Yun Yang - Colloquium Speaker
Variational inference is a widely-used tool for approximating complicated probability densities, especially those arising as posterior distributions from complex hierarchical Bayesian models. In the first part of this talk, we focus on theoretical aspects of variational approximation as a computationally-efficient procedure for approximate Bayesian inference. Operating in a frequentist setup, our theoretical development implies that point estimates constructed from variational procedures are consistent, and converge at an optimal rate to the true parameter in a wide range of problems. However, on the negative side, it is a well-known fact that variational procedures tend to underestimate the variability of the target posterior distributions, leading to incorrect uncertainty quantification.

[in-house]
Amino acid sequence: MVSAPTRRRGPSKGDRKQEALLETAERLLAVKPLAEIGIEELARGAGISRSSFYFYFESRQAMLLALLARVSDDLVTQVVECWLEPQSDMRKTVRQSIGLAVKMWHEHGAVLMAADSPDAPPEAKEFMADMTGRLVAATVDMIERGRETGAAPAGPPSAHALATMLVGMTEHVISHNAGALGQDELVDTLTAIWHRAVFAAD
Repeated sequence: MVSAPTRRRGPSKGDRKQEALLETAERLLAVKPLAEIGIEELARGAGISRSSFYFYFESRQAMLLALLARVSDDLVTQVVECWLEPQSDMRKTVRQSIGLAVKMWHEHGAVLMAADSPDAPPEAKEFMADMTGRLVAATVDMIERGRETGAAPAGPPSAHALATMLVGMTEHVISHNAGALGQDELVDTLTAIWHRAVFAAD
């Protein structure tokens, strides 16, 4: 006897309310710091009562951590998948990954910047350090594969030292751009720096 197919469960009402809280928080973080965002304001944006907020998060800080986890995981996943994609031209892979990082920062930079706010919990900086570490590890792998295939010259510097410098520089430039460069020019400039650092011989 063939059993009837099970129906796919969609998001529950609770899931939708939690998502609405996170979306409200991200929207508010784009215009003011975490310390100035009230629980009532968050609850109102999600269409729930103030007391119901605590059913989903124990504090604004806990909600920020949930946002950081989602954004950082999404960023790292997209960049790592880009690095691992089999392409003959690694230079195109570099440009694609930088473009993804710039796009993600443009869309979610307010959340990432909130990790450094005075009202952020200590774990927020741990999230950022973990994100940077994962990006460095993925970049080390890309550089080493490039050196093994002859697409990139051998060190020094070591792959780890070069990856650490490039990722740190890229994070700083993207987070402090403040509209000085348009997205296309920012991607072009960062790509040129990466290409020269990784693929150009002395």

In the second part of the talk, we develop a new inferential framework for uncertainty quantification in the widely-used mean-field variational approximation. Based on a careful non-asymptotic analysis, we show that the center of the mean-field approximation to the target posterior matches the maximum likelihood estimator (MLE) up to higher-order terms in a wide class of regular parametric models involving latent variables. Consequently, there is essentially no loss of efficiency in using this center as a point estimator as opposed to the MLE. We also propose a new class of variational weighted likelihood bootstrap (VWLB) methods for quantifying the uncertainty in the mean-field approximation. Alternatively, the proposed VWLB can be viewed as a new sampling scheme for producing independent samples that approximates the posterior. Comparing with traditional sampling algorithms such as Markov Chain Monte Carlo, VWLB can be implemented in parallel and is free of tuning.